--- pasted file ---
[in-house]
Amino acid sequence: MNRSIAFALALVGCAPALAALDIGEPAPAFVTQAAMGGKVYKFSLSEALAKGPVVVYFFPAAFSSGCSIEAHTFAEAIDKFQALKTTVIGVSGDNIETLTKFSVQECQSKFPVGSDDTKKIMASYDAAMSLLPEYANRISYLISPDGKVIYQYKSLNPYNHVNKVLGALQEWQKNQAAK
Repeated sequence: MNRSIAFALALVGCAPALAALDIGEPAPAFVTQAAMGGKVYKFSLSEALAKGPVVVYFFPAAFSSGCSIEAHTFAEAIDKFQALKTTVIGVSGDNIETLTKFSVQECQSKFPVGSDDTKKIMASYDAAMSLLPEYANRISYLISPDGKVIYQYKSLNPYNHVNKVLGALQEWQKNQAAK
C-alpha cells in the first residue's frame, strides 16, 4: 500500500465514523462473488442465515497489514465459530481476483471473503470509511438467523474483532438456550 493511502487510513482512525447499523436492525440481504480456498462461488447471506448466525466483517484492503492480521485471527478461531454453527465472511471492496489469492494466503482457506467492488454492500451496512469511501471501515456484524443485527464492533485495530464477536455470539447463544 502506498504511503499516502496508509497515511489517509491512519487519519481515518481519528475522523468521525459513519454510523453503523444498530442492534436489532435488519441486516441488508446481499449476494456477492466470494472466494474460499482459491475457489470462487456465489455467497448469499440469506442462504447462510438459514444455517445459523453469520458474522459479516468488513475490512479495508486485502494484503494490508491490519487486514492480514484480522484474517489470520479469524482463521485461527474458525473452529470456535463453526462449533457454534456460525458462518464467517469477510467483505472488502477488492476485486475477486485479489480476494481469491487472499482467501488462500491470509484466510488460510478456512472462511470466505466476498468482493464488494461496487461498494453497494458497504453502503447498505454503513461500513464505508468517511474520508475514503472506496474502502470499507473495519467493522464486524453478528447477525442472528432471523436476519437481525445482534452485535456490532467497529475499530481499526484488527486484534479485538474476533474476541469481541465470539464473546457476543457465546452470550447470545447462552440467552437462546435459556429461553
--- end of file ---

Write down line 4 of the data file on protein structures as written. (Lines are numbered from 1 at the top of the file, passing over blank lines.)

C-alpha cells in the first residue's frame, strides 16, 4: 500500500465514523462473488442465515497489514465459530481476483471473503470509511438467523474483532438456550 493511502487510513482512525447499523436492525440481504480456498462461488447471506448466525466483517484492503492480521485471527478461531454453527465472511471492496489469492494466503482457506467492488454492500451496512469511501471501515456484524443485527464492533485495530464477536455470539447463544 502506498504511503499516502496508509497515511489517509491512519487519519481515518481519528475522523468521525459513519454510523453503523444498530442492534436489532435488519441486516441488508446481499449476494456477492466470494472466494474460499482459491475457489470462487456465489455467497448469499440469506442462504447462510438459514444455517445459523453469520458474522459479516468488513475490512479495508486485502494484503494490508491490519487486514492480514484480522484474517489470520479469524482463521485461527474458525473452529470456535463453526462449533457454534456460525458462518464467517469477510467483505472488502477488492476485486475477486485479489480476494481469491487472499482467501488462500491470509484466510488460510478456512472462511470466505466476498468482493464488494461496487461498494453497494458497504453502503447498505454503513461500513464505508468517511474520508475514503472506496474502502470499507473495519467493522464486524453478528447477525442472528432471523436476519437481525445482534452485535456490532467497529475499530481499526484488527486484534479485538474476533474476541469481541465470539464473546457476543457465546452470550447470545447462552440467552437462546435459556429461553